NGO Registration Methods - 1
1. Trust 2. Society, and 3. Non profit Company
In India non profit / public charitable organisations
can be registered as trusts, societies,
or a private limited non profit company, under section-25
companies. Non-profit organisations in India (a) exist independently
of the state; (b) are self-governed by a board of trustees or ‘managing
committee’/ governing council, comprising individuals who generally
serve in a fiduciary capacity; (c) produce benefits for others, generally
outside the membership of the organisation; and (d), are ‘non-profit-making’,
in as much as they are prohibited from distributing a monetary residual
to their own members.
Section 2(15) of the Income Tax Act – which is
applicable uniformly throughout the Republic of India – defines
‘charitable purpose’ to include ‘relief of the poor,
education, medical relief and the advancement of any other object of
general public utility’. A purpose that relates exclusively to
religious teaching or worship is not considered as charitable. Thus,
in ascertaining whether a purpose is public or private, one has to see
if the class to be benefited, or from which the beneficiaries are to
be selected, constitute a substantial body of the public. A public charitable
purpose has to benefit a sufficiently large section of the public as
distinguished from specified individuals. Organisations which lack the
public element – such as trusts for the benefit of workmen or
employees of a company, however numerous – have not been held
to be charitable. As long as the beneficiaries of the organisation comprise
an uncertain and fluctuating body of the public answering a particular
description, the fact that the beneficiaries may belong to a certain
religious faith, or a sect of persons of a certain religious persuasion,
would not affect the organisation’s ‘public’ character.
Whether a trust, society or section-25 company, the
Income Tax Act gives all categories equal treatment, in terms of exempting
their income and granting 80G certificates, whereby donors to non-profit
organisations may claim a rebate against donations made. Foreign contributions
to non-profits are governed by FC(R)A regulations and the Home Ministry.
CAF would like to clarify that this material provides only broad guidelines
and it is recommended that legal and or financial experts be consulted
before taking any important legal or financial decision or arriving
at any conclusion.
Formation and Registration of a Non -Profit organisations in India
3) Section-25 Company
Additional Licensing/ Registration
A public charitable trust is usually floated when there is property
involved, especially in terms of land and building.
Legislation : Different states in India have different
Trusts Acts in force, which govern the trusts in the state; in the absence
of a Trusts Act in any particular state or territory the general principles
of the Indian Trusts Act 1882 are applied.
Main Instrument : The main instrument of any public
charitable trust is the trust deed, wherein the aims and objects and
mode of management (of the trust) should be enshrined. In every trust
deed, the minimum and maximum number of trustees has to be specified.
The trust deed should clearly spell out the aims and objects of the
trust, how the trust should be managed, how other trustees may be appointed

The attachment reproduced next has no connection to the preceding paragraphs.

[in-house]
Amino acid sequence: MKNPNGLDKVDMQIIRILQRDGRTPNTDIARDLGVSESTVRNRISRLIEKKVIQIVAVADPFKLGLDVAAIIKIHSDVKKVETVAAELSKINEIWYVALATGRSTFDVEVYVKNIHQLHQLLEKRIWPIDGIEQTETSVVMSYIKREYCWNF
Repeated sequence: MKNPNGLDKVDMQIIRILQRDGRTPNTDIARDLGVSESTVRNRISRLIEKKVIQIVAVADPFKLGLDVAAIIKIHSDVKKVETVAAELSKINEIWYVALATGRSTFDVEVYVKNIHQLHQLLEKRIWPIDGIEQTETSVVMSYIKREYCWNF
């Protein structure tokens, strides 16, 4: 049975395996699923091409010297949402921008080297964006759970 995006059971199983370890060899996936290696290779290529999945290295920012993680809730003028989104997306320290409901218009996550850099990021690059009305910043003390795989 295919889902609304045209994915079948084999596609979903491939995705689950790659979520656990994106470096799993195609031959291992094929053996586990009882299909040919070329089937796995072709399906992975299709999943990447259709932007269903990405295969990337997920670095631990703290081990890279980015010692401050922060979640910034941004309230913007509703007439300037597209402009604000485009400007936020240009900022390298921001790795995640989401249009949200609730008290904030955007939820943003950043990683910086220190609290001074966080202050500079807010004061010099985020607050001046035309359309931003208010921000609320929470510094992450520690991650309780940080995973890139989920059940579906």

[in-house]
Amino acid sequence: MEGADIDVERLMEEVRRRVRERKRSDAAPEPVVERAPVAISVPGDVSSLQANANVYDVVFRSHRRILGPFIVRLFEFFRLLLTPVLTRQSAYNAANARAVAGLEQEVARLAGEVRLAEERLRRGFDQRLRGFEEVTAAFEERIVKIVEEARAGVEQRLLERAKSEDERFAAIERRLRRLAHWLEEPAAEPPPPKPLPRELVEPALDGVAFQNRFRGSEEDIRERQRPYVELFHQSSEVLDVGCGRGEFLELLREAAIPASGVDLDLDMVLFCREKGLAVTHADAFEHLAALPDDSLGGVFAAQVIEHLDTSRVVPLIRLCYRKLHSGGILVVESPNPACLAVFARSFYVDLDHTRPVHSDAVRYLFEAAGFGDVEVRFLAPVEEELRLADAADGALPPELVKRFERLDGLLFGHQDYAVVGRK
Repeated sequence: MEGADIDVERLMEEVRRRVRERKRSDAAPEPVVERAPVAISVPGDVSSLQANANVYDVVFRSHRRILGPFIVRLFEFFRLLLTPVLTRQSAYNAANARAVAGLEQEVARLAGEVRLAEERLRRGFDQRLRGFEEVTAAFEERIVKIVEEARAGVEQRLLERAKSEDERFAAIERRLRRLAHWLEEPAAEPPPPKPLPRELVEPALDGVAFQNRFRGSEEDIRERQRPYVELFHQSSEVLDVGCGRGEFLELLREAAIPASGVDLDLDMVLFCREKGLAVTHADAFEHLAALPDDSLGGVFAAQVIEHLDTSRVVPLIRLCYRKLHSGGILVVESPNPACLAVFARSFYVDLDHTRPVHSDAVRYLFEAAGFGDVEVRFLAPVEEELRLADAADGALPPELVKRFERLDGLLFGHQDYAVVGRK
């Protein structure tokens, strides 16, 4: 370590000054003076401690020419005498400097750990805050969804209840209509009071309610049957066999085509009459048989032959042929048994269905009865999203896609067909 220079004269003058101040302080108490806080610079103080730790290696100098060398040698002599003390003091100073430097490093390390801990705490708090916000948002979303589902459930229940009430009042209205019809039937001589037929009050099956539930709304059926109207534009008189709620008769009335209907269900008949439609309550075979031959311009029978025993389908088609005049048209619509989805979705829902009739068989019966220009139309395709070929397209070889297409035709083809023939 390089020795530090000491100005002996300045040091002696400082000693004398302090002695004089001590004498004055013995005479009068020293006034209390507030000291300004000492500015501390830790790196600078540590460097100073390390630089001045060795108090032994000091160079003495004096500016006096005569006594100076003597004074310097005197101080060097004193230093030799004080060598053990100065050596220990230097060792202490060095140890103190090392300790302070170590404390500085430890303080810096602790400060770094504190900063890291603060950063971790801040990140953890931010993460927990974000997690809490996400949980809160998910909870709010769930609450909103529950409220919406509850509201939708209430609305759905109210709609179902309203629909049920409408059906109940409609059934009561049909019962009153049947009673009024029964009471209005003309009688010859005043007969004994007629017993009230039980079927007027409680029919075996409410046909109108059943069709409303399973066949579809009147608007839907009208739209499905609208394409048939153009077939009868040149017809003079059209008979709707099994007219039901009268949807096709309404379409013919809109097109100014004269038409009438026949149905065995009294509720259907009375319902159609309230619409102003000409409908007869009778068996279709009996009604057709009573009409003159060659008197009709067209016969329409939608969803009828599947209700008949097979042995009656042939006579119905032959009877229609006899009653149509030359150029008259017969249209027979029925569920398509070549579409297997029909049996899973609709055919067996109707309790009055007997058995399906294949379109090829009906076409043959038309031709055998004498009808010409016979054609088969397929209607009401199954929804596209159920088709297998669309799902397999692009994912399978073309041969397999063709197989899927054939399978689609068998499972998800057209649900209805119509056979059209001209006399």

or removed, etc. The trust deed should be signed by both the settlor/s
and trustee/s in the presence of two witnesses. The trust deed should
be executed on non-judicial stamp paper, the value of which would depend
on the valuation of the trust property.
Trustees : A trust needs a minimum of two trustees;
there is no upper limit to the number of trustees. The Board of Management
comprises the trustees.
Application for Registration :
The application for registration should be made to the official having
jurisdiction over the region in which the trust is sought to be registered.
After providing details (in the form) regarding designation by which
the public trust shall be known, names of trustees, mode of succession,
etc., the applicant has to affix a court fee stamp of Rs.2/- to the
form and pay a very nominal registration fee which may range from Rs.3/-
to Rs.25/-, depending on the value of the trust property.
The application form should be signed by the applicant before the regional
officer or superintendent of the regional office of the charity commissioner
or a notary. The application form should be submitted, together with
a copy of the trust deed.
Two other documents which should be submitted at the time of making
an application for registration are affidavit and consent letter.
According to section 20 of the Societies Registration Act, 1860, the
following societies can be registered under the Act: ‘charitable
societies, military orphan funds or societies established at the several
presidencies of India, societies established for the promotion of science,
literature, or the fine arts, for instruction, the diffusion of useful
knowledge, the diffusion of political education, the foundation or maintenance
of libraries or reading rooms for general use among the members or open
to the public, or public museums and galleries of paintings and other
works of art, collection of natural history, mechanical and philosophical
inventions, instruments or designs.’
Legislation : Societies are registered under the Societies
Registration Act, 1860, which is a federal act. In certain states, which
have a charity commissioner, the society must not only be registered
under the Societies Registration Act, but also, additionally, under
the Bombay Public Trusts Act.
Main Instrument : The main instrument of any society is the memorandum
of association and rules and regulations (no stamp paper required),
wherein the aims and objects and mode of management (of the society)
should be enshrined.
Trustees : A Society needs a minimum of seven managing
committee members; there is no upper limit to the number managing committee
members. The Board of Management is in the form of a governing body
or council or a managing or executive committee
Application for Registration :
Registration can be done either at the state level (i.e., in the office
of the Registrar of Societies) or at the district level (in the office
of the District Magistrate or the local office of the Registrar of Societies).(2)
The procedure varies from state to state. However generally the application
should be submitted together with: (a) memorandum of association and
rules and regulations; (b) consent letters of all the members of the
managing committee; (c) authority letter duly signed by all the members
of the managing committee; (d) an affidavit sworn by the president or
secretary of the society on non-judicial stamp paper of Rs.20-/, together
with a court fee stamp; and (e) a declaration by the members of the
managing committee that the funds of the society will be used only for
the purpose of furthering the aims and objects of the society.